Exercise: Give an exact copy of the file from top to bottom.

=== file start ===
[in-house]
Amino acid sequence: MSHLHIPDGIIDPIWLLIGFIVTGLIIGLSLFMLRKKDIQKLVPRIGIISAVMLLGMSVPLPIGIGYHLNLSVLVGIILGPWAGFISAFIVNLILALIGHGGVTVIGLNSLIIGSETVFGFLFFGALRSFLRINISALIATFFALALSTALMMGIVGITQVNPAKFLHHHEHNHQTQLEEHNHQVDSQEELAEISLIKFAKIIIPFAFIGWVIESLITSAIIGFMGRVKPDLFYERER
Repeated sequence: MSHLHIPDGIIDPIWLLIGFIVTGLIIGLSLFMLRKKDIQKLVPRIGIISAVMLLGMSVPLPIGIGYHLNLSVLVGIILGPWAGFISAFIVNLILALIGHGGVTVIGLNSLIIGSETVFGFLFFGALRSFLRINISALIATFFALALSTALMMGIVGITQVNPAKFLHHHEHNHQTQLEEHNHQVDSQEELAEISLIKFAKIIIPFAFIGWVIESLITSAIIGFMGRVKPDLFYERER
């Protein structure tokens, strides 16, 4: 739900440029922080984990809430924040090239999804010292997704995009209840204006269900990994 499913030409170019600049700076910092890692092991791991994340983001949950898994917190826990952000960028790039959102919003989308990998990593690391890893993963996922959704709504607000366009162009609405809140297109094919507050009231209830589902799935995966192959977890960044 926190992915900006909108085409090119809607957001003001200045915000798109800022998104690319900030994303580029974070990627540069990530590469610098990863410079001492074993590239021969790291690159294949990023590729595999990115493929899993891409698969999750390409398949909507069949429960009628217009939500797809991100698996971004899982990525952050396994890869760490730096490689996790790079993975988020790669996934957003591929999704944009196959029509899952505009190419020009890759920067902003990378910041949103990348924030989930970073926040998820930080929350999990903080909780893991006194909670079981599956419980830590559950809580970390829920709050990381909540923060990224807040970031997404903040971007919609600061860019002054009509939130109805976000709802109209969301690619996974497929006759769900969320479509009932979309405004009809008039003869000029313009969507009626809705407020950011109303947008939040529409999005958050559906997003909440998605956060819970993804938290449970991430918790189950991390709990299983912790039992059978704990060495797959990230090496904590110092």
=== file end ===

[in-house]
Amino acid sequence: MSHLHIPDGIIDPIWLLIGFIVTGLIIGLSLFMLRKKDIQKLVPRIGIISAVMLLGMSVPLPIGIGYHLNLSVLVGIILGPWAGFISAFIVNLILALIGHGGVTVIGLNSLIIGSETVFGFLFFGALRSFLRINISALIATFFALALSTALMMGIVGITQVNPAKFLHHHEHNHQTQLEEHNHQVDSQEELAEISLIKFAKIIIPFAFIGWVIESLITSAIIGFMGRVKPDLFYERER
Repeated sequence: MSHLHIPDGIIDPIWLLIGFIVTGLIIGLSLFMLRKKDIQKLVPRIGIISAVMLLGMSVPLPIGIGYHLNLSVLVGIILGPWAGFISAFIVNLILALIGHGGVTVIGLNSLIIGSETVFGFLFFGALRSFLRINISALIATFFALALSTALMMGIVGITQVNPAKFLHHHEHNHQTQLEEHNHQVDSQEELAEISLIKFAKIIIPFAFIGWVIESLITSAIIGFMGRVKPDLFYERER
């Protein structure tokens, strides 16, 4: 739900440029922080984990809430924040090239999804010292997704995009209840204006269900990994 499913030409170019600049700076910092890692092991791991994340983001949950898994917190826990952000960028790039959102919003989308990998990593690391890893993963996922959704709504607000366009162009609405809140297109094919507050009231209830589902799935995966192959977890960044 926190992915900006909108085409090119809607957001003001200045915000798109800022998104690319900030994303580029974070990627540069990530590469610098990863410079001492074993590239021969790291690159294949990023590729595999990115493929899993891409698969999750390409398949909507069949429960009628217009939500797809991100698996971004899982990525952050396994890869760490730096490689996790790079993975988020790669996934957003591929999704944009196959029509899952505009190419020009890759920067902003990378910041949103990348924030989930970073926040998820930080929350999990903080909780893991006194909670079981599956419980830590559950809580970390829920709050990381909540923060990224807040970031997404903040971007919609600061860019002054009509939130109805976000709802109209969301690619996974497929006759769900969320479509009932979309405004009809008039003869000029313009969507009626809705407020950011109303947008939040529409999005958050559906997003909440998605956060819970993804938290449970991430918790189950991390709990299983912790039992059978704990060495797959990230090496904590110092």